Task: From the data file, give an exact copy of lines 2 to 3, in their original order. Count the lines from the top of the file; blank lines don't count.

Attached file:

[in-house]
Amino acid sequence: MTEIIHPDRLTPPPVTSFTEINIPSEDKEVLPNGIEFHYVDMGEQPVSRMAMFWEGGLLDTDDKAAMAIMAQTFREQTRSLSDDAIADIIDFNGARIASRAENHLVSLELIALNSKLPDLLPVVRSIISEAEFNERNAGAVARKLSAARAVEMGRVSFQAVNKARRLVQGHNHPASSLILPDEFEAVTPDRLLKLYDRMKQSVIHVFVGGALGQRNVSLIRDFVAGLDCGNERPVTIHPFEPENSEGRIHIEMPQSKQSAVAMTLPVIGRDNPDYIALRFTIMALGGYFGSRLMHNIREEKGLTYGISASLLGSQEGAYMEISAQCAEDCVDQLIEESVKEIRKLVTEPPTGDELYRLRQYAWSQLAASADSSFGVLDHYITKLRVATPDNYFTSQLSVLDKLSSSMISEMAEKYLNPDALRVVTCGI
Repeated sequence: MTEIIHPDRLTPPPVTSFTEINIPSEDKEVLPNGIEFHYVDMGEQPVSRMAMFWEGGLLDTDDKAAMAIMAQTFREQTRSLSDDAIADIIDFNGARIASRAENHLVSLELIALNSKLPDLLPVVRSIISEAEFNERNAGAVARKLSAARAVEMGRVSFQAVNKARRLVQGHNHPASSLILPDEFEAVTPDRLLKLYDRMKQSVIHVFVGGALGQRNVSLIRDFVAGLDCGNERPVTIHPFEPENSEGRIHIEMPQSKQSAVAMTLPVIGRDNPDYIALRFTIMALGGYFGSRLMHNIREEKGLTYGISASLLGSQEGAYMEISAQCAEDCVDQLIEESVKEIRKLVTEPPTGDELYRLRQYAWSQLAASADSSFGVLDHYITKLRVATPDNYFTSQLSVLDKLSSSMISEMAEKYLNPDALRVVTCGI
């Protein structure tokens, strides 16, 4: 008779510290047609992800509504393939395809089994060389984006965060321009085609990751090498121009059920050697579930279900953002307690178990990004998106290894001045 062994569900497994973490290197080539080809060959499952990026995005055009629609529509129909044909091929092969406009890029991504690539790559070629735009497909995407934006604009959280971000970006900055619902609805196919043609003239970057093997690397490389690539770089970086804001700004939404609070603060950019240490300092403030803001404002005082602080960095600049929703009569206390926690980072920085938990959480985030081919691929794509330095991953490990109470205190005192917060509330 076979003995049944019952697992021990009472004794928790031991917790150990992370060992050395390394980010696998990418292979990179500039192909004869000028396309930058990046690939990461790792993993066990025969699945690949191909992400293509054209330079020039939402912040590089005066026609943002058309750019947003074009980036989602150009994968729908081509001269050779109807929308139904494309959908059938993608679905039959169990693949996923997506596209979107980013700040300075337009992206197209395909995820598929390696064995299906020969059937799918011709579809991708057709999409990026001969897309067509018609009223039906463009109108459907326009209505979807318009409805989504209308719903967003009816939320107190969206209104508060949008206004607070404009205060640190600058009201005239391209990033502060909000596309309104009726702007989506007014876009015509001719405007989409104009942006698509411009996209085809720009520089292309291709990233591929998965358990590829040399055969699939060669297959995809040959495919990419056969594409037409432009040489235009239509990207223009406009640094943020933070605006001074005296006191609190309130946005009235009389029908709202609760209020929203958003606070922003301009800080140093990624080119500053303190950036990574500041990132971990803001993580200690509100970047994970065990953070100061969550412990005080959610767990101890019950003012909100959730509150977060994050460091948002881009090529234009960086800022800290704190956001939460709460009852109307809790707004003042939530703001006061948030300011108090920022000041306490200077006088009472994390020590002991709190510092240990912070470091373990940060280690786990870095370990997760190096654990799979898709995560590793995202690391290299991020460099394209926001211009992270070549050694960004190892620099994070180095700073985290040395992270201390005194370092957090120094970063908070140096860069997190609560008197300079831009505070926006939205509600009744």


Amino acid sequence: MTEIIHPDRLTPPPVTSFTEINIPSEDKEVLPNGIEFHYVDMGEQPVSRMAMFWEGGLLDTDDKAAMAIMAQTFREQTRSLSDDAIADIIDFNGARIASRAENHLVSLELIALNSKLPDLLPVVRSIISEAEFNERNAGAVARKLSAARAVEMGRVSFQAVNKARRLVQGHNHPASSLILPDEFEAVTPDRLLKLYDRMKQSVIHVFVGGALGQRNVSLIRDFVAGLDCGNERPVTIHPFEPENSEGRIHIEMPQSKQSAVAMTLPVIGRDNPDYIALRFTIMALGGYFGSRLMHNIREEKGLTYGISASLLGSQEGAYMEISAQCAEDCVDQLIEESVKEIRKLVTEPPTGDELYRLRQYAWSQLAASADSSFGVLDHYITKLRVATPDNYFTSQLSVLDKLSSSMISEMAEKYLNPDALRVVTCGI
Repeated sequence: MTEIIHPDRLTPPPVTSFTEINIPSEDKEVLPNGIEFHYVDMGEQPVSRMAMFWEGGLLDTDDKAAMAIMAQTFREQTRSLSDDAIADIIDFNGARIASRAENHLVSLELIALNSKLPDLLPVVRSIISEAEFNERNAGAVARKLSAARAVEMGRVSFQAVNKARRLVQGHNHPASSLILPDEFEAVTPDRLLKLYDRMKQSVIHVFVGGALGQRNVSLIRDFVAGLDCGNERPVTIHPFEPENSEGRIHIEMPQSKQSAVAMTLPVIGRDNPDYIALRFTIMALGGYFGSRLMHNIREEKGLTYGISASLLGSQEGAYMEISAQCAEDCVDQLIEESVKEIRKLVTEPPTGDELYRLRQYAWSQLAASADSSFGVLDHYITKLRVATPDNYFTSQLSVLDKLSSSMISEMAEKYLNPDALRVVTCGI